STATE – New Jersey residents support the “Occupy Wall Street” protests by a 3-to-2 margin, according to a new Fairleigh Dickinson University’s PublicMind™ poll.
With 81 percent of New Jersey voters following the Occupy Wall Street protests, 62 percent say they’ve heard “a great deal” about them. Overall, New Jerseyans support the movement by a margin of 46 percent-29 percent.
“Sympathy for the Wall Street protesters is a direct reflection of voters’ general dissatisfaction with the direction of the country,” said Peter Woolley, a political scientist and director of the poll. “Something broke and voters know that whatever it was, it hasn’t been fixed.”
According to the poll, just 22 percent say the country is headed in the right direction, while two-thirds (67 percent) say the country is “on the wrong track.”
Sympathy for the “Occupy Wall Street” movement cuts across gender, age and education. Men and women, both young and old voters, high school-educated and those with graduate degrees support the protests in equal proportions.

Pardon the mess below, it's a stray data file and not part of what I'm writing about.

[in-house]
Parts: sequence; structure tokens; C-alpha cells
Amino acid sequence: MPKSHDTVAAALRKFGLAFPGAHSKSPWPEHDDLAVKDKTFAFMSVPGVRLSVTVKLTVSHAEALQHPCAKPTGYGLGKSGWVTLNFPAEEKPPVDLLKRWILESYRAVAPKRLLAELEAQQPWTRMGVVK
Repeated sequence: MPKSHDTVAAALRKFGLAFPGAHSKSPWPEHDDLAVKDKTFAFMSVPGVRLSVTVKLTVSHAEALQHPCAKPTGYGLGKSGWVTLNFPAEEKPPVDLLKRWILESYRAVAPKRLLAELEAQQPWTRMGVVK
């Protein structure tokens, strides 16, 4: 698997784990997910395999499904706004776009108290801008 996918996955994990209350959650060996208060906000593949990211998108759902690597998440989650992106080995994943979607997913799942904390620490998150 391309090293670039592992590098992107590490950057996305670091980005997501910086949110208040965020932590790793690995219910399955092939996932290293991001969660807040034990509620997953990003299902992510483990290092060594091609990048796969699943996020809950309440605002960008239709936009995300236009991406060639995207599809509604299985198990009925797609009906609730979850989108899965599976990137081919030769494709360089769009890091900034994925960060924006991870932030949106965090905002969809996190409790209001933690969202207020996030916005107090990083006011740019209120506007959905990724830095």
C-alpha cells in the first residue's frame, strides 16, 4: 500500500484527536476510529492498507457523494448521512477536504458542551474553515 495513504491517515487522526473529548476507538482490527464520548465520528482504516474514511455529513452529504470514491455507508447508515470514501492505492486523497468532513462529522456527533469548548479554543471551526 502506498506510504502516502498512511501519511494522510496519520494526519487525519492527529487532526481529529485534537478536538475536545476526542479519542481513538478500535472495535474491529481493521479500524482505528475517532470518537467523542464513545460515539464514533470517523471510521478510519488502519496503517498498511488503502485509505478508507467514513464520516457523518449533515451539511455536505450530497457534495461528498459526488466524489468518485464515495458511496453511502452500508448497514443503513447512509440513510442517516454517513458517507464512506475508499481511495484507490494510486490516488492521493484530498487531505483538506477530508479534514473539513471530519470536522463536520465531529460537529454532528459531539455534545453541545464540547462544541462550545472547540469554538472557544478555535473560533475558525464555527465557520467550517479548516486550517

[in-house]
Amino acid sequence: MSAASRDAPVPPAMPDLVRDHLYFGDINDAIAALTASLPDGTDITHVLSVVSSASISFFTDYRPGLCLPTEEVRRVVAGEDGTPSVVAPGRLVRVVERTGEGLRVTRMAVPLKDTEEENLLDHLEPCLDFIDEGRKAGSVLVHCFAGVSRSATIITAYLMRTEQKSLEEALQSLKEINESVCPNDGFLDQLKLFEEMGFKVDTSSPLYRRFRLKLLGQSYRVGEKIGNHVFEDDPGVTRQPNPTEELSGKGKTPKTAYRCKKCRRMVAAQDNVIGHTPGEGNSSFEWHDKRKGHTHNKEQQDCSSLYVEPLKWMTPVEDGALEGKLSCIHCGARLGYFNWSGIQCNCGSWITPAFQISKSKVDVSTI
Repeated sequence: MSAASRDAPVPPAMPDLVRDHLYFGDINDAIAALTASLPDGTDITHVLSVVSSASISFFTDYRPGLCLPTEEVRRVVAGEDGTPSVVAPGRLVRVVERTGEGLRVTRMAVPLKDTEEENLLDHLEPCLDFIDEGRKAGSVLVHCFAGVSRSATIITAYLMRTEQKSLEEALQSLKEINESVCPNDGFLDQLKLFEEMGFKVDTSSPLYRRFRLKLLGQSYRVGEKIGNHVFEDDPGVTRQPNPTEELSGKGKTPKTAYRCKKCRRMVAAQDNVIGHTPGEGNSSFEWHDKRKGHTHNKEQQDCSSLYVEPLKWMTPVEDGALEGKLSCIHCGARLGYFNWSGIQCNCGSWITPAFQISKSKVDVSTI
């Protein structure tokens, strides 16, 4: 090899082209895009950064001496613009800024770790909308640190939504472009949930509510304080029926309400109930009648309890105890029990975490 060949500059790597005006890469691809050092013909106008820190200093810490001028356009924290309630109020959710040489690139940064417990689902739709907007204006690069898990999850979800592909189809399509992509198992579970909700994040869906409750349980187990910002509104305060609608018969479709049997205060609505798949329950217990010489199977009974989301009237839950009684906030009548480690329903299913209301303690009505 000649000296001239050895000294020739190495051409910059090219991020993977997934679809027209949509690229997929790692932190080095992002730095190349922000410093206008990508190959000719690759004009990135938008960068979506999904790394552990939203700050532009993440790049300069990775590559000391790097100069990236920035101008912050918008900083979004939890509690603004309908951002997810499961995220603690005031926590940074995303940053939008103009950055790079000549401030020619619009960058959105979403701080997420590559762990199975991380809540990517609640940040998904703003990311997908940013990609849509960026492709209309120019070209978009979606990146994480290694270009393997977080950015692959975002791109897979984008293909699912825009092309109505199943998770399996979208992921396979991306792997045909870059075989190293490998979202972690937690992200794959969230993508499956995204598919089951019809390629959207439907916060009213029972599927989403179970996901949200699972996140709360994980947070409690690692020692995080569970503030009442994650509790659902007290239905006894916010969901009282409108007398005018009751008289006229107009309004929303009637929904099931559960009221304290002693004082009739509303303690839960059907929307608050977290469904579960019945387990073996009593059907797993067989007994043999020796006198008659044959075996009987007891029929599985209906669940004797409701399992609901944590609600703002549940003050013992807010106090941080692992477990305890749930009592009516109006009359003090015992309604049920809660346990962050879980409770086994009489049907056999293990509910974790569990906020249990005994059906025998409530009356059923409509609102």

Support for the movement does reflect partisan splits. Democrats support it by the wide margin of 6 to 1 (68-11), and Republicans oppose it by 2 to 1 (53-23). Similarly, self-described liberals support it by about 9 to 1 (70-8) and conservatives condemn it by almost 2 to 1 (50-28).
Voters in north Jersey, closer to Wall Street, are also more likely to support the movement than voters south of the Driscoll Bridge (51 percent compared to 42 percent).
However, 1 in 4 voters is unsure whether to support or oppose the protests (24 percent), and that substantial proportion of “don’t know” cuts across every demographic sub-group from party and ideology to age and education.
“The fact that so many people don’t know what to make of the protests is a reflection of the movement’s incoherence,” said Woolley. “The protest has no one message. It means whatever the beholders, pro or con, want it to mean,” he said. “But mostly it means voters are dissatisfied with the direction of the country.”
The Fairleigh Dickinson University poll of 800 registered voters statewide was conducted by telephone using both landlines and cell phones from Oct. 17 through Oct. 23, and has a margin of error of +/-3.5 percentage points.
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